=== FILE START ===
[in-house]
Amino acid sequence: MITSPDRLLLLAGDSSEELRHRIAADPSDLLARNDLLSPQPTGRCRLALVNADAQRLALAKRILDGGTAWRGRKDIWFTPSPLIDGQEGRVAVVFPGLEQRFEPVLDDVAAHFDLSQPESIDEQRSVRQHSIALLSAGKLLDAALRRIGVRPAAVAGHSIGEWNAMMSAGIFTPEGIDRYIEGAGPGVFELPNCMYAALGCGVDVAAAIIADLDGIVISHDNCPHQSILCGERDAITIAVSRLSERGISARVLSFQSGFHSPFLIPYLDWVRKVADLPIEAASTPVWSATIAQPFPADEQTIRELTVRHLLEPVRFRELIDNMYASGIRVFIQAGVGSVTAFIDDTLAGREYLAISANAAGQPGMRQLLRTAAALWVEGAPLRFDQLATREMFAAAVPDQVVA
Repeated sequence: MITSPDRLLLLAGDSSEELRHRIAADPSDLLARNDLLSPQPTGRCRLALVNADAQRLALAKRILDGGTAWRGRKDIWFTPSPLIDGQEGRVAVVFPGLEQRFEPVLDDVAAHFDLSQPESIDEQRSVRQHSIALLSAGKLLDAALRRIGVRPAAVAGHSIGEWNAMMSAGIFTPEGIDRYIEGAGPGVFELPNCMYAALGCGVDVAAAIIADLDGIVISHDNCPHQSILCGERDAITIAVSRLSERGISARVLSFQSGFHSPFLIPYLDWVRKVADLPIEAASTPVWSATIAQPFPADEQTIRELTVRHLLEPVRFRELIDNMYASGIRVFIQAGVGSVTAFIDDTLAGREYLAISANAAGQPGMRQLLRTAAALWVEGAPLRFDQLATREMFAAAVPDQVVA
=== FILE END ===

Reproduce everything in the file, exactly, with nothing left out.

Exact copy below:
[in-house]
Amino acid sequence: MITSPDRLLLLAGDSSEELRHRIAADPSDLLARNDLLSPQPTGRCRLALVNADAQRLALAKRILDGGTAWRGRKDIWFTPSPLIDGQEGRVAVVFPGLEQRFEPVLDDVAAHFDLSQPESIDEQRSVRQHSIALLSAGKLLDAALRRIGVRPAAVAGHSIGEWNAMMSAGIFTPEGIDRYIEGAGPGVFELPNCMYAALGCGVDVAAAIIADLDGIVISHDNCPHQSILCGERDAITIAVSRLSERGISARVLSFQSGFHSPFLIPYLDWVRKVADLPIEAASTPVWSATIAQPFPADEQTIRELTVRHLLEPVRFRELIDNMYASGIRVFIQAGVGSVTAFIDDTLAGREYLAISANAAGQPGMRQLLRTAAALWVEGAPLRFDQLATREMFAAAVPDQVVA
Repeated sequence: MITSPDRLLLLAGDSSEELRHRIAADPSDLLARNDLLSPQPTGRCRLALVNADAQRLALAKRILDGGTAWRGRKDIWFTPSPLIDGQEGRVAVVFPGLEQRFEPVLDDVAAHFDLSQPESIDEQRSVRQHSIALLSAGKLLDAALRRIGVRPAAVAGHSIGEWNAMMSAGIFTPEGIDRYIEGAGPGVFELPNCMYAALGCGVDVAAAIIADLDGIVISHDNCPHQSILCGERDAITIAVSRLSERGISARVLSFQSGFHSPFLIPYLDWVRKVADLPIEAASTPVWSATIAQPFPADEQTIRELTVRHLLEPVRFRELIDNMYASGIRVFIQAGVGSVTAFIDDTLAGREYLAISANAAGQPGMRQLLRTAAALWVEGAPLRFDQLATREMFAAAVPDQVVA